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Critique Requests

Hi everyone! I really like this photo. I wonder if anyone has advice as to how it could be better. I took it at dusk, without flash. I like the sense of blue light but I'm wondering if there's something I could have done to make it more appealing?

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Added by Trish
on May 19, 2012.
 

Comments

  • Russ K.

    It all depends on each individual's definition of "more appealing". It's useful to think about what "more appealing" means to you - after all, it's your picture. What attracted you to make this picture? Was it the bright flowers? Was it the bright lights in the building? Was it the dusky sky? Could it be the splash of light on the sidewalk? Was it the aroma and touch of a cool spring night in Vancouver? Getting at and expressing motivations is a good first step at defining "more appealing". cheers, Russ

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  • Trish

    Thanks Russ. You've given me a lot to think about. I do like the elements you've pointed out and now that I break it down, these are the motivations. The flowers against the building, the lighting, the sky, the feeling. I like the colour and the saturation. In terms of composition, I've been looking at cropping it at the bottom, but it would lose the light on the sidewalk (which I like). My eye goes to the imperfection in the flower bush (the bare spot), so perhaps adding more flowers if I were inclined to modify it. I like the angle. I tested other angles that didn't do it for me but one thing I didn't do was take a wider view. Perhaps it could have been approached with other elements that would help to showcase and draw into the elements I like rather than framing so tightly. In terms of lighting: I didn't try a flash because it really was the light that first drew me in with the deep colours and the peek of the sky giving that dusky feeling. Maybe if I were to do it again, I might step back and view it with a wider angle to see what else I could add in that would showcase the flowers, the building, the light and the sky. Any other comments that might help? Thanks!!!

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  • Russ K.

    Good call to go without the flash - if your intent was to capture the ambient light, the flash would have destroyed that. You mention "the feeling" in your motivations list - what feeling? The more precision you can give in words, the easier it becomes to identify the actual components that give rise to "the feeling". In the case of "the bare spot", I wonder if it might have been possible to make use of the "the bare spot" in some way - like show the splash of colour on the sidewalk through it? It's just something I like to do: make use of imperfections in things - turn bugs into features. I am also a big fan of context in pictures, and this picture has plenty of context - but experimenting with an even wider view is always a good experiment. Given all you've said, the one element I would question is: the green-ish leaves in the lower right corner. They don't seem to fit - and the glimmer of blue sky could be a little bigger, in return. You could have tilted up very slighty, and twisted the frame slightly to reduce that "leaning back" look of the building, which would have also reduced the amount of the greenish leaves, expanded the sky and kept the sidewalk. cheers, Russ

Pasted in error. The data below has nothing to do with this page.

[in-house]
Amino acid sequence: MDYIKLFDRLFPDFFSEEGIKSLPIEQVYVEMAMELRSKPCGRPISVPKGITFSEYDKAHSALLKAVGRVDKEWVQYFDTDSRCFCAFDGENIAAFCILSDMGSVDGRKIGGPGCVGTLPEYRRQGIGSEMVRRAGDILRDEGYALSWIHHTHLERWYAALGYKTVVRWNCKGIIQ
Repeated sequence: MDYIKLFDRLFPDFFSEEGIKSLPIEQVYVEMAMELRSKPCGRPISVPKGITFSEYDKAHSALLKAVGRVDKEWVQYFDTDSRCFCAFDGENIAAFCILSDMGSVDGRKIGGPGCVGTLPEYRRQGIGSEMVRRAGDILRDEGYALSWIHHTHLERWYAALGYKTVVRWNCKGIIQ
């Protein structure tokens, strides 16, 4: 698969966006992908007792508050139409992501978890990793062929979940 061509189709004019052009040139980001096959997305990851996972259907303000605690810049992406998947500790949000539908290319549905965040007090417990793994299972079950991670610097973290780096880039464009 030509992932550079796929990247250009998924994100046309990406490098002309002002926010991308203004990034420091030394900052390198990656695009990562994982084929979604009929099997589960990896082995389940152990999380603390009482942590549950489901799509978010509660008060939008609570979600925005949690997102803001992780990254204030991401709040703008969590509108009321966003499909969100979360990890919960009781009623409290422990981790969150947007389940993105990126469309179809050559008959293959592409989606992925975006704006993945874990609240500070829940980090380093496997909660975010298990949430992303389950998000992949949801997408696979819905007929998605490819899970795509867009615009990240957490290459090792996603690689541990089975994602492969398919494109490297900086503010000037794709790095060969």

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  • Trish

    Thanks ever so much for your thoughtful response Russ. I see what you mean. Very good learning! :) Have a fantastic day!!!!

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  • Paul D.

    I like it a lot but agree with Russ. Before I read his comments I was finding myself bothered by the angle of the buildings.

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  • Peter K.

    I believe the noise level could be reduced if you would have use a tripod and took a longer time exposure and lower ISO setting. (provide it was not windy)

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  • Paul D.

    and maybe bring the luminance on the reds up a bit to brighten the flowers?

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  • Trish

    Thank you!!!

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  • Wendy

    The other comments are amazing but most about widening the shot. I've given thought to the varying textures, soft petals, hard cement, wood, even the lighting in both the area and the light in the windows, including a blue light up high from a window. If you were to crop the photograph vertically on both sides, I just used paper towels over the photograph and moved the right side to eliminate the two lower right windows. On the left side, I moved the border to eliminate the first top window with all the frames of light. It seems that reduction of size puts more focus on the flowers which are almost back lit. It also reduced all the volume visually of different textures and reduces it to a more dramatic level; that are varying and really interesting. I'd love to see a cropped version and then enlarged a bit more too. Even the longitudinal shape would counter balance the roundness of the petals of the flowers. This way even the colour contrasts would be more dramatic. Maybe the less is more applies to my thoughts.

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